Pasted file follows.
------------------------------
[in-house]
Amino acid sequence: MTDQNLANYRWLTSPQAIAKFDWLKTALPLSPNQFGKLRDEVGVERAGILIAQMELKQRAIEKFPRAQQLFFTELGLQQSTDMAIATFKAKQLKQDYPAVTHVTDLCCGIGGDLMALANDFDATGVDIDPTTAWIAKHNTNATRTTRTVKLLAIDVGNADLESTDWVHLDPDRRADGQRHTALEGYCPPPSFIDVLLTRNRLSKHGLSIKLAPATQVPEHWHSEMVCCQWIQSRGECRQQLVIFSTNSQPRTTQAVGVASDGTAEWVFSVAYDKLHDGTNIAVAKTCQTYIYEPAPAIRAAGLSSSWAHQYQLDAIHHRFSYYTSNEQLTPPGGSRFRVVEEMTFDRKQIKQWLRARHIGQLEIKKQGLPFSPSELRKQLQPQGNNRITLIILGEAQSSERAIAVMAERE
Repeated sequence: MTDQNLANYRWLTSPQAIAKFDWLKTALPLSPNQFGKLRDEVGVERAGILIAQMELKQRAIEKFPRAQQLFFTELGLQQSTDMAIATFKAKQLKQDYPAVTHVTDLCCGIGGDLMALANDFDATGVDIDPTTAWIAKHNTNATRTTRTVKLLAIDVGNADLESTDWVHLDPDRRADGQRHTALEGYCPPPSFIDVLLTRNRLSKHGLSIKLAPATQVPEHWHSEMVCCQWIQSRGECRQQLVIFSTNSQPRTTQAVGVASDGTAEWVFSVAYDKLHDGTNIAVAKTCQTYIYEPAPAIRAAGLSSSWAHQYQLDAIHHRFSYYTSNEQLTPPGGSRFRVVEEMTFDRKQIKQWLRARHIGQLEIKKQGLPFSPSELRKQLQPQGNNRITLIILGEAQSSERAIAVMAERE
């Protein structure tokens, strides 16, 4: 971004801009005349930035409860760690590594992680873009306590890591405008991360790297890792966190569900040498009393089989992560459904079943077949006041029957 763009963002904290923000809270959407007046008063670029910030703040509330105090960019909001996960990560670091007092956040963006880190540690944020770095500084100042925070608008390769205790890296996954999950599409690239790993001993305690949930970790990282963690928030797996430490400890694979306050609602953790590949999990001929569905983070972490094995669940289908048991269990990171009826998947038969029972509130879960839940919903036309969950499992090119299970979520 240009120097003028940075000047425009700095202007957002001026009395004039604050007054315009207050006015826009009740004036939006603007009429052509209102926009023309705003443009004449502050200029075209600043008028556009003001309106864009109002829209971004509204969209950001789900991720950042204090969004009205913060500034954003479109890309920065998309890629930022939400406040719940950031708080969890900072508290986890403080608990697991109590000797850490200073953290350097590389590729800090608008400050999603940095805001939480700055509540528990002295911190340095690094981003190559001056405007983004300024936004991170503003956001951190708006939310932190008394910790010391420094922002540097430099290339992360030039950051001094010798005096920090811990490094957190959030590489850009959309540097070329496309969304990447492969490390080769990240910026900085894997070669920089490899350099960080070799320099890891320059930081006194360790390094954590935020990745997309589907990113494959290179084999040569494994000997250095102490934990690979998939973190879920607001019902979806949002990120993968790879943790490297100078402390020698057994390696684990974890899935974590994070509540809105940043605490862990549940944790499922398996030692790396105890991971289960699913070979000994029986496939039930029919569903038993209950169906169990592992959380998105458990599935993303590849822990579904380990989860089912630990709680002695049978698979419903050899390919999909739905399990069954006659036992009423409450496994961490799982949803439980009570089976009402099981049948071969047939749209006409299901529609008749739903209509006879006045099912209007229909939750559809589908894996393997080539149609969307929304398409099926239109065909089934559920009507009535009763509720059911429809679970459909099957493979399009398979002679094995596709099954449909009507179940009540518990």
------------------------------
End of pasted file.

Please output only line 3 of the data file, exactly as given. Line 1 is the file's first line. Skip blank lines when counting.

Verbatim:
Repeated sequence: MTDQNLANYRWLTSPQAIAKFDWLKTALPLSPNQFGKLRDEVGVERAGILIAQMELKQRAIEKFPRAQQLFFTELGLQQSTDMAIATFKAKQLKQDYPAVTHVTDLCCGIGGDLMALANDFDATGVDIDPTTAWIAKHNTNATRTTRTVKLLAIDVGNADLESTDWVHLDPDRRADGQRHTALEGYCPPPSFIDVLLTRNRLSKHGLSIKLAPATQVPEHWHSEMVCCQWIQSRGECRQQLVIFSTNSQPRTTQAVGVASDGTAEWVFSVAYDKLHDGTNIAVAKTCQTYIYEPAPAIRAAGLSSSWAHQYQLDAIHHRFSYYTSNEQLTPPGGSRFRVVEEMTFDRKQIKQWLRARHIGQLEIKKQGLPFSPSELRKQLQPQGNNRITLIILGEAQSSERAIAVMAERE